Hall of Peace



The Thirty Years’ War that broke out in the Holy Roman Empire in 1618, is officially brought to an end in the town hall of Münster, a distinctive vaulted building. The Peace of Westphalia is concluded.

This means that when the G7 Foreign Ministers meet 374 years later, in 2022, for their important talks about tackling present-day challenges, they are doing so in a very special historic location.

Where is the Hall of Peace and what can I see?

The town hall with its tall gable – a Gothic building from the mid-14th century – can be accessed directly from the cathedral square. You just need to walk a few steps past the arcade, across the striking cobblestone pavement of the market square ‘Prinzipalmarkt’. Along the way, you will see cyclists, pedicabs and the occasional motorised carriage. The buzz of voices and clanking of coffee cups and drinking glasses can be heard everywhere in the heart of this Westphalian metropolis. You will enter the historic town hall via the steps on which the well-known local character ‘Uncle Willi’ used to make music that was enjoyed by locals and tourists for many years. Next you will walk across the foyer of the town hall that is now home to the tourist information office, all the way to the entrance of the Hall of Peace.

This is where, back in 1648, the Spanish-Dutch peace treaty took form that was part of the Peace of Westphalia. Owing to its historic relevance, the Hall has not been altered since 1648. However, it was rebuilt true to the original after being destroyed in World War II. All four walls feature renaissance style wood panelling that dates back to 1577. Portraits of the most important delegates, who negotiated the end of the Thirty Years’ War in Münster between 1644 and 1648, can be seen on the inside wall. In addition to the delegates, the 37 portraits also show rulers. The fireplace on the south wall features a cast-iron stove plate commemorating the peace agreement of 1648. The plate reads: “Anno 1648. Pax optima rerum, 24. Oct.” (translated freely: “Peace is the highest good, 24 October 1648.”) Among the unique items shown in the Hall is also the golden rooster – a silver vessel with ornate gilt-plating that is presented to honoured guests to the city as a ceremonial drinking cup to this day.

What makes the Hall of Peace so important?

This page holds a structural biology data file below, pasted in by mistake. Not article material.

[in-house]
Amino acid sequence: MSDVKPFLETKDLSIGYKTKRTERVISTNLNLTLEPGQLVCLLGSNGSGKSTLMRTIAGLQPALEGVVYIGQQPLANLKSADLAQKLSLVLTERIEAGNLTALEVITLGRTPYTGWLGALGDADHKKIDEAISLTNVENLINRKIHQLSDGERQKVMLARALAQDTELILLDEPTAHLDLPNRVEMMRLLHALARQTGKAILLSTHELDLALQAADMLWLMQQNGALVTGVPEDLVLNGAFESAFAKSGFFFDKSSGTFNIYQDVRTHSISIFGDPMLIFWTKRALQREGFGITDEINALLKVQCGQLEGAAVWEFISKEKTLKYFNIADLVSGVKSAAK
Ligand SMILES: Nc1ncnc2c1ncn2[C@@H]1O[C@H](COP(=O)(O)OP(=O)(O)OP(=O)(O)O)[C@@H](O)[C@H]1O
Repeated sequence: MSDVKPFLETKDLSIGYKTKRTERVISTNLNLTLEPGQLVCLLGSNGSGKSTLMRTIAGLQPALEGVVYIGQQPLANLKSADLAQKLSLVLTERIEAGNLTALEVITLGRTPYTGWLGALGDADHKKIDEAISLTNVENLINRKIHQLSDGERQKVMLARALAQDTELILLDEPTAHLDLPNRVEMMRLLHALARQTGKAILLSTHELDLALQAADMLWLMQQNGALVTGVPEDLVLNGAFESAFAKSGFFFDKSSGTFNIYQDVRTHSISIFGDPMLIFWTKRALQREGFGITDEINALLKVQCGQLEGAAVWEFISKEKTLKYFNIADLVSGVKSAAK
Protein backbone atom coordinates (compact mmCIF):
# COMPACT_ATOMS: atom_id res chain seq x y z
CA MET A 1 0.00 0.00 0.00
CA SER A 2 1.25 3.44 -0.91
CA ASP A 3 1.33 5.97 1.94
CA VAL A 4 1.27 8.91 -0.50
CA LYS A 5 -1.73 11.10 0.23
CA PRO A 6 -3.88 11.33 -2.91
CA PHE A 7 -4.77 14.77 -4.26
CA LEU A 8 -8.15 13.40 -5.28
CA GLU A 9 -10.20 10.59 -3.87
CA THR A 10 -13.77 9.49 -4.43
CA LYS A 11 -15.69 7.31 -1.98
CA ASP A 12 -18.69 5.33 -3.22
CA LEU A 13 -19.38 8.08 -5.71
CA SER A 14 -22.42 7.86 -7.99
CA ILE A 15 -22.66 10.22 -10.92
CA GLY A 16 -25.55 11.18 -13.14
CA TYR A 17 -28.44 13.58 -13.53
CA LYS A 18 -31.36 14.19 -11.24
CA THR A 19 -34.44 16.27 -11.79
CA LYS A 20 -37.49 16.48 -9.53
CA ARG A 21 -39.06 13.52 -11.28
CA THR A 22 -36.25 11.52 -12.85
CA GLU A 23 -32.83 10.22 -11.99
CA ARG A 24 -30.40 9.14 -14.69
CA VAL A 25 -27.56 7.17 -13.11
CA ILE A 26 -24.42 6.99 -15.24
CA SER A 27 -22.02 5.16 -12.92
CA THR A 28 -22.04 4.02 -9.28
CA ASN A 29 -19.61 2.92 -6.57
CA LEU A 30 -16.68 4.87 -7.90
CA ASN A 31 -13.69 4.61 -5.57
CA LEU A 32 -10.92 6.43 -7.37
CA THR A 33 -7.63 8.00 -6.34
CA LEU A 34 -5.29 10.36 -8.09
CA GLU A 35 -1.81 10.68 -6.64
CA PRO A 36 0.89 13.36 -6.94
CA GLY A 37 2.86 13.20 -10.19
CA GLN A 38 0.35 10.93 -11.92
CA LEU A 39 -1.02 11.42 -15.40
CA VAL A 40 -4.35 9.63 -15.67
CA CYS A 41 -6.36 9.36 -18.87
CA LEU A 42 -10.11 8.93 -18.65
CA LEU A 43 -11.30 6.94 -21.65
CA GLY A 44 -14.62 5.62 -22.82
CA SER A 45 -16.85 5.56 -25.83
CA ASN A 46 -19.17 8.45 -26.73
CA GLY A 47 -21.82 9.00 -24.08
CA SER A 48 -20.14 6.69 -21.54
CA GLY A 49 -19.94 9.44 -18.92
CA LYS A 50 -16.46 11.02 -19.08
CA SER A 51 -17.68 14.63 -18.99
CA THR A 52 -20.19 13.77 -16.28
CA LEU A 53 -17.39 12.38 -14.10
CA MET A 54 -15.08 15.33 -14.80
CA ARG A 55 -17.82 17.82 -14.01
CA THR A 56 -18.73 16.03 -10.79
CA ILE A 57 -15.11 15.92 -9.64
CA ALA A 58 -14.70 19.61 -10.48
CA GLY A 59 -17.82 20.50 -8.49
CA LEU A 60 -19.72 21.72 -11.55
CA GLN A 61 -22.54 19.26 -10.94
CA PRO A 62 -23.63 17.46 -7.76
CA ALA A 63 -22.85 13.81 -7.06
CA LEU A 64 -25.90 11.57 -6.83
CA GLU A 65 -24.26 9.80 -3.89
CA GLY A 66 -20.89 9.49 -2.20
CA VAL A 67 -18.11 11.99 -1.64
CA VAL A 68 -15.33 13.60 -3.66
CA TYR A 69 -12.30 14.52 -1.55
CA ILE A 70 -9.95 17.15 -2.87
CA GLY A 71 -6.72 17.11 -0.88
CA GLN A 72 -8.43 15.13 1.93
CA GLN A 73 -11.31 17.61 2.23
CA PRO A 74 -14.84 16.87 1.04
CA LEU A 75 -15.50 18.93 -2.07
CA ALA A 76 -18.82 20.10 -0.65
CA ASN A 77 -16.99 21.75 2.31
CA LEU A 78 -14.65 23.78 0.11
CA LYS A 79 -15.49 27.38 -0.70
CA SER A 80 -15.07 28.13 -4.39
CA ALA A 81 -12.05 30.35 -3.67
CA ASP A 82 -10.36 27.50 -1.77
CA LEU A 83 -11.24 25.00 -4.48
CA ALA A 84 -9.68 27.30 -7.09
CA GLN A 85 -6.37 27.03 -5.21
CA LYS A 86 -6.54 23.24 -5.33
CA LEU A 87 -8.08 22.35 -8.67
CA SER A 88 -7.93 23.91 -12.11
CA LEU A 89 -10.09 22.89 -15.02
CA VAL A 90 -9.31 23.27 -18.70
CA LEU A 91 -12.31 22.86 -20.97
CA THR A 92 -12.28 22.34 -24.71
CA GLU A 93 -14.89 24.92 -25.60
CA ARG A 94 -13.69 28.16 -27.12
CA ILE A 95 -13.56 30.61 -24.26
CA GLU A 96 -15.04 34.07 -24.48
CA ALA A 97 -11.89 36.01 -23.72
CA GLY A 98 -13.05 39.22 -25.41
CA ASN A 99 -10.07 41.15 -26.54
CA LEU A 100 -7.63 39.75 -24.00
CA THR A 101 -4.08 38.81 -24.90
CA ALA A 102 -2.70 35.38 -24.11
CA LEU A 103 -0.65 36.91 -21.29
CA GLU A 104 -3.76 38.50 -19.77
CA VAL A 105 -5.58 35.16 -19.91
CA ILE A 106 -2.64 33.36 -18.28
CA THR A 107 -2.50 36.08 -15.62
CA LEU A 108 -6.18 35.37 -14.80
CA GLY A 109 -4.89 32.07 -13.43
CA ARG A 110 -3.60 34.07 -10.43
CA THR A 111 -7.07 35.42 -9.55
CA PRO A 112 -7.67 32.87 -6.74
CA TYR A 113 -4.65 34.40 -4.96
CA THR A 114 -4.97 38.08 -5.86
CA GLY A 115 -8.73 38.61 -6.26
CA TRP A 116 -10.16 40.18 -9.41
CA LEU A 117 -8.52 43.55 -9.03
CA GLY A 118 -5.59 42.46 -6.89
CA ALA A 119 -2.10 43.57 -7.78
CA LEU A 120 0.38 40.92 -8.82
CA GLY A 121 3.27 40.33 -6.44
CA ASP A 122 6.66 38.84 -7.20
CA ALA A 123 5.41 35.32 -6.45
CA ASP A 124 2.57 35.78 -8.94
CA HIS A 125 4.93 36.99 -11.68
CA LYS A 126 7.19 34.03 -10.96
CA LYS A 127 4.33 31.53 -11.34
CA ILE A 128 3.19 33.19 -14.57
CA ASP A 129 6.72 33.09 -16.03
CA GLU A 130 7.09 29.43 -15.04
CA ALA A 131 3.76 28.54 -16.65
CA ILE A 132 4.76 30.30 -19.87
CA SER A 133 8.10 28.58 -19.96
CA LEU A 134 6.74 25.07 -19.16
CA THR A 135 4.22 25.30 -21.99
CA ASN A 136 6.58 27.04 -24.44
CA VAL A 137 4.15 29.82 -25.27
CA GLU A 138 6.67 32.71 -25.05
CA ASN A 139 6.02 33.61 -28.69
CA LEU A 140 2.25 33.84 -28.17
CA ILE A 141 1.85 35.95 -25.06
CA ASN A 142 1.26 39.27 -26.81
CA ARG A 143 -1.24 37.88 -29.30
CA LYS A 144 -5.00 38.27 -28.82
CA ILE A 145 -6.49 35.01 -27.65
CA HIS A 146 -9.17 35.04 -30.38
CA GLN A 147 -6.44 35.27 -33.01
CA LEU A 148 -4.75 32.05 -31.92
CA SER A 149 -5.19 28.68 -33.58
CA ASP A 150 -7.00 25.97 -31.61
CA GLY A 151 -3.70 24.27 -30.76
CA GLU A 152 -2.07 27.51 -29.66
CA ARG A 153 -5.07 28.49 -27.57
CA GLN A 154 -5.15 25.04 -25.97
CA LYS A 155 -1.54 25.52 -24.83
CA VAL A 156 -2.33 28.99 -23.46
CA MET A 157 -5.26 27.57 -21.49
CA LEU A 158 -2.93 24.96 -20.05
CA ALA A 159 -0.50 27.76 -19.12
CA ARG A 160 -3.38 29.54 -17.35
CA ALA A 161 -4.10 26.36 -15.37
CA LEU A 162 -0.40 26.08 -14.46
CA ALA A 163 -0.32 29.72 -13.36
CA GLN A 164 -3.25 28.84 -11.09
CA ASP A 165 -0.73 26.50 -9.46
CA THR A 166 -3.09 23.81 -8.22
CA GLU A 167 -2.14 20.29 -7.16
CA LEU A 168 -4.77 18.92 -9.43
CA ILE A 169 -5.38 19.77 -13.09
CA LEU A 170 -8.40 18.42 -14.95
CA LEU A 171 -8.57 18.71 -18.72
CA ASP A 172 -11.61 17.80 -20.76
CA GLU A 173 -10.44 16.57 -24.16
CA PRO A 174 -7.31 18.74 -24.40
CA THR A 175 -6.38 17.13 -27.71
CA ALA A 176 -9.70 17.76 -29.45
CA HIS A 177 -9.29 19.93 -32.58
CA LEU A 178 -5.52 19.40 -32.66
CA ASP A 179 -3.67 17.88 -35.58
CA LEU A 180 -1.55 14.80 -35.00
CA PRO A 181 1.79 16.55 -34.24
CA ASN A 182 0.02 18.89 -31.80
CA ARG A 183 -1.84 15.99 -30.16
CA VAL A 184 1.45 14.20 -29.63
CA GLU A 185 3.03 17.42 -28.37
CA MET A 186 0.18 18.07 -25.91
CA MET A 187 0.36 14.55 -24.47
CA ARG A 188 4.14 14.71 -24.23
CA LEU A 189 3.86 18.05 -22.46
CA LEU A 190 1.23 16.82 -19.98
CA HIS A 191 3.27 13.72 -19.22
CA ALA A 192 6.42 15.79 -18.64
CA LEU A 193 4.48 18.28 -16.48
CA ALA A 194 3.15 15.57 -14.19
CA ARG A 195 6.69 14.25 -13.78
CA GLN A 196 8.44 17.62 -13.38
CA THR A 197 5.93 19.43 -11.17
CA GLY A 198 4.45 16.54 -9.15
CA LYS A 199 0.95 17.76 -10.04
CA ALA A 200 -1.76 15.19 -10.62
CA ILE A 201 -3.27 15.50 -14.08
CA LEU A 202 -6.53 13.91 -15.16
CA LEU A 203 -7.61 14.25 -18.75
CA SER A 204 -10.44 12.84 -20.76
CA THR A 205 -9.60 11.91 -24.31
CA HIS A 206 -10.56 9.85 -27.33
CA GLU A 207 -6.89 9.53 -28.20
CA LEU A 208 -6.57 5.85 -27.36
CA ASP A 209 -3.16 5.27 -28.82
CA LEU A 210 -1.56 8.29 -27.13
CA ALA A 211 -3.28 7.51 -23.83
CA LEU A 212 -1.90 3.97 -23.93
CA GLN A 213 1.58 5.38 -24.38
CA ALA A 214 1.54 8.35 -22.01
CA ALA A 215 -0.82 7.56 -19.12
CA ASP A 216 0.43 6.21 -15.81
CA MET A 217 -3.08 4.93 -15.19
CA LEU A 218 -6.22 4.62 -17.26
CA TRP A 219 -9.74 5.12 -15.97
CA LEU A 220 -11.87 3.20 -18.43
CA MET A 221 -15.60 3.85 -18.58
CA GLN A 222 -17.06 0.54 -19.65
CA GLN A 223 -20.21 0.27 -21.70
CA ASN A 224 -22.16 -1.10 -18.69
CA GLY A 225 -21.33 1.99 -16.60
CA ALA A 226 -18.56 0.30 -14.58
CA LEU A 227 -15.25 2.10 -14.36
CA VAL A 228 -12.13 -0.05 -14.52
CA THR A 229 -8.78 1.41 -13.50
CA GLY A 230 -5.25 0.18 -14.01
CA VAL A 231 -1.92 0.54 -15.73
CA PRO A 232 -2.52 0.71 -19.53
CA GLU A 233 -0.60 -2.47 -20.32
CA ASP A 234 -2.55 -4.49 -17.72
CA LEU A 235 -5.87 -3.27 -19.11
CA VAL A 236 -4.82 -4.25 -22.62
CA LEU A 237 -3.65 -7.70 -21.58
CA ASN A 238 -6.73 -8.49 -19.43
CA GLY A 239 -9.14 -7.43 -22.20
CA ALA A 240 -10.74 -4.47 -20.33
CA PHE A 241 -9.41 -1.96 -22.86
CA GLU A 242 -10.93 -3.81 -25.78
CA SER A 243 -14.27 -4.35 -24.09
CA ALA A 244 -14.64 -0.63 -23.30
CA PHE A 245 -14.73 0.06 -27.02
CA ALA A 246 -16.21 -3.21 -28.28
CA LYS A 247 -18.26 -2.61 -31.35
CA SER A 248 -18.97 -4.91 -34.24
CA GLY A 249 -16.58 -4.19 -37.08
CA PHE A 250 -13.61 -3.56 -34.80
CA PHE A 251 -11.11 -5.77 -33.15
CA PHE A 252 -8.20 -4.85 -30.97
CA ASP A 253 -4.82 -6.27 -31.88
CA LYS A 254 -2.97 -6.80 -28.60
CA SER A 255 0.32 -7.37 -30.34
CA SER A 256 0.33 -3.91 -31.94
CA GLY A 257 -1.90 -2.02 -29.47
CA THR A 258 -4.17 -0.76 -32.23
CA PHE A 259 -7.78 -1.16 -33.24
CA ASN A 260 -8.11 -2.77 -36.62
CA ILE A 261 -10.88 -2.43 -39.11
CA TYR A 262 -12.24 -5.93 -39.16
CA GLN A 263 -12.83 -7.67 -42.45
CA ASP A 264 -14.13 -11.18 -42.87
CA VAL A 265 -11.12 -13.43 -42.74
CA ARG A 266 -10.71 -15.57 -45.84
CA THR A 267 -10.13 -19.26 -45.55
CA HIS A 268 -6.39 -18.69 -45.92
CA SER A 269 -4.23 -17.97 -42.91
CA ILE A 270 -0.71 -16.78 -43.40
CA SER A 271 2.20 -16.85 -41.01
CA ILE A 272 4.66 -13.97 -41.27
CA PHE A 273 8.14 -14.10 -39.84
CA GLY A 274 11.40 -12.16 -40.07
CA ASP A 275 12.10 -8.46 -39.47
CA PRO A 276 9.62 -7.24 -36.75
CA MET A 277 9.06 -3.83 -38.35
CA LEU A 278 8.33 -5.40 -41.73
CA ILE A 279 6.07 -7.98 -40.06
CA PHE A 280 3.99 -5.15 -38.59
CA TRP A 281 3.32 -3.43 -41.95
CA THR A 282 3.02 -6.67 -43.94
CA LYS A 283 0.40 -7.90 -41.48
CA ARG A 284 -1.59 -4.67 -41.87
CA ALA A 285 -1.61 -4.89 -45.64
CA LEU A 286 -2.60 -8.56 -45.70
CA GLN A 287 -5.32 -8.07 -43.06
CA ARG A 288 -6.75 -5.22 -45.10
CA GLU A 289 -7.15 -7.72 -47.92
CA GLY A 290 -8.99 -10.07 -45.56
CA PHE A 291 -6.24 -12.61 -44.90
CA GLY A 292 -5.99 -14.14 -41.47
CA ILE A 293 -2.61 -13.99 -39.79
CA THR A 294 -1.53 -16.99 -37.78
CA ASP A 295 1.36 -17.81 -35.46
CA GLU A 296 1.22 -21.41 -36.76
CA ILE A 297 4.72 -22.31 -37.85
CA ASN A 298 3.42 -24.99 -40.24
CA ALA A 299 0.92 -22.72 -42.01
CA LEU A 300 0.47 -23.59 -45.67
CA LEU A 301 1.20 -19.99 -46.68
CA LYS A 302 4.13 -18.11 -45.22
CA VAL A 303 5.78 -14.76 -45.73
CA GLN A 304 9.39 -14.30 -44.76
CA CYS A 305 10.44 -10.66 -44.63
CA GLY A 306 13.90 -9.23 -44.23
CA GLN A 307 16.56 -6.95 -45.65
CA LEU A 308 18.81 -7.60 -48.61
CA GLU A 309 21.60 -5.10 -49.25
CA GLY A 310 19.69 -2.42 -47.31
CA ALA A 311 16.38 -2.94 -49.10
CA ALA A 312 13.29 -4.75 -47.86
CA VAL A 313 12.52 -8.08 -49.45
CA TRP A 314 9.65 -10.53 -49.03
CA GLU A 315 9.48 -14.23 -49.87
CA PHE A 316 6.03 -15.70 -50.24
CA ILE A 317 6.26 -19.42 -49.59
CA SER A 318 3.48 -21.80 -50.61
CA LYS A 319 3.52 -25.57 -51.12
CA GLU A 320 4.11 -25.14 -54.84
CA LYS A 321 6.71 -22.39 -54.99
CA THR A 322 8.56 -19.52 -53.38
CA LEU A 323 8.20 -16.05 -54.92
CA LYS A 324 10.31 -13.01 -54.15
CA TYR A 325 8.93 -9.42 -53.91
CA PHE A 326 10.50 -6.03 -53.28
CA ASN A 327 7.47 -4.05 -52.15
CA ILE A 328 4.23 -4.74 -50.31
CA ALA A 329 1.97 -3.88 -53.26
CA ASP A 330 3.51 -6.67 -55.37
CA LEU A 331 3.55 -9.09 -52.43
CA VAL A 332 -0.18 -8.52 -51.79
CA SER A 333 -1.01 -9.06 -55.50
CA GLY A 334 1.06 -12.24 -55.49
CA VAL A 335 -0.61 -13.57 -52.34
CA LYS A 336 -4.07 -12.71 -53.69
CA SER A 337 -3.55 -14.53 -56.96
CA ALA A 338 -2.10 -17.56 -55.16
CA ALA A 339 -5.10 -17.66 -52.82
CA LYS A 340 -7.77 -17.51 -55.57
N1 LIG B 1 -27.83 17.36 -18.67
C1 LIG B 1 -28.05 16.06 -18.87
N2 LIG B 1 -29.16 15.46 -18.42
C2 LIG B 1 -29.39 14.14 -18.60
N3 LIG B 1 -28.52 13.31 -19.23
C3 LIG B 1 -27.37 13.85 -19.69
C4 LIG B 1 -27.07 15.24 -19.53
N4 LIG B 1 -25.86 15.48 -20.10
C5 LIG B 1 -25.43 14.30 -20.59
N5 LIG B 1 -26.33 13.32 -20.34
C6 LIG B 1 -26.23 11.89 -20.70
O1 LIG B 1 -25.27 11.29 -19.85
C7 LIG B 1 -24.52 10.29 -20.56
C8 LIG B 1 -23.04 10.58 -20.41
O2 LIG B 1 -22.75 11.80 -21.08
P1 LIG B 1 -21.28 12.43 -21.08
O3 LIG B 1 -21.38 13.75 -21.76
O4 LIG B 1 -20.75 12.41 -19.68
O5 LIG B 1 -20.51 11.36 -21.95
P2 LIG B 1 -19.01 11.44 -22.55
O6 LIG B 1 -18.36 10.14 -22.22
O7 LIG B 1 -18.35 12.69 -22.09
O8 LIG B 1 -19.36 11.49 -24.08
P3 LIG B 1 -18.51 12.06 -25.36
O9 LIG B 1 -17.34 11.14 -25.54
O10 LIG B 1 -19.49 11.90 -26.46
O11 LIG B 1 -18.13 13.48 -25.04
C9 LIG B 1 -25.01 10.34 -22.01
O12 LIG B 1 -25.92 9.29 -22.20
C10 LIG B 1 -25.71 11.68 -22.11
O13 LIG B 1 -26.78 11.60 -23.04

It took tough negotiations to conclude the Peace of Westphalia that was established in the cities of Münster and Osnabrück. Five years went by, before the representatives of almost all European powers had found a solution, and the peace treaties were signed.

The Peace of Westphalia is considered a key milestone on the path towards a European peace order and the development of present-day international law. The Peace of Westphalia had an impact on all of Europe: among other things, the sovereignty and independence of the Netherlands was finalised in the Hall of Peace.

To this day, the Peace of Westphalia plays an important role in Münster: every two years, the Westphalian Peace Prize is presented in the Hall of Peace by the Economic Society for Westphalia and the Lippe Region (WWL). The prize which is worth EUR 100,000, is awarded to international personalities and institutions that have made extraordinary efforts to promote peace in Europe and around the world. Among the award winners in recent years were Kofi Annan (2008), Helmut Schmidt (2012) and King Abdullah II of Jordan (2016). Awards were also presented to various organisations, such as Children for a better world (2012) or the Action Reconciliation Service for Peace (2016).

The Hall of Peace is open to visitors and guided tours are available.

Further information: Hall of Peace


History obliges

Münster is a cosmopolitan city with over 1,200 years of rich history. Münster has always played a major role in the region and further afield, whether that be as a bishop’s seat, a Hanseatic city, the capital of the Prussian province of Westphalia, a university city or a modern regional centre. But there’s one thing that has immortalised Münster in world history: the Peace of Westphalia.

Peace of Westphalia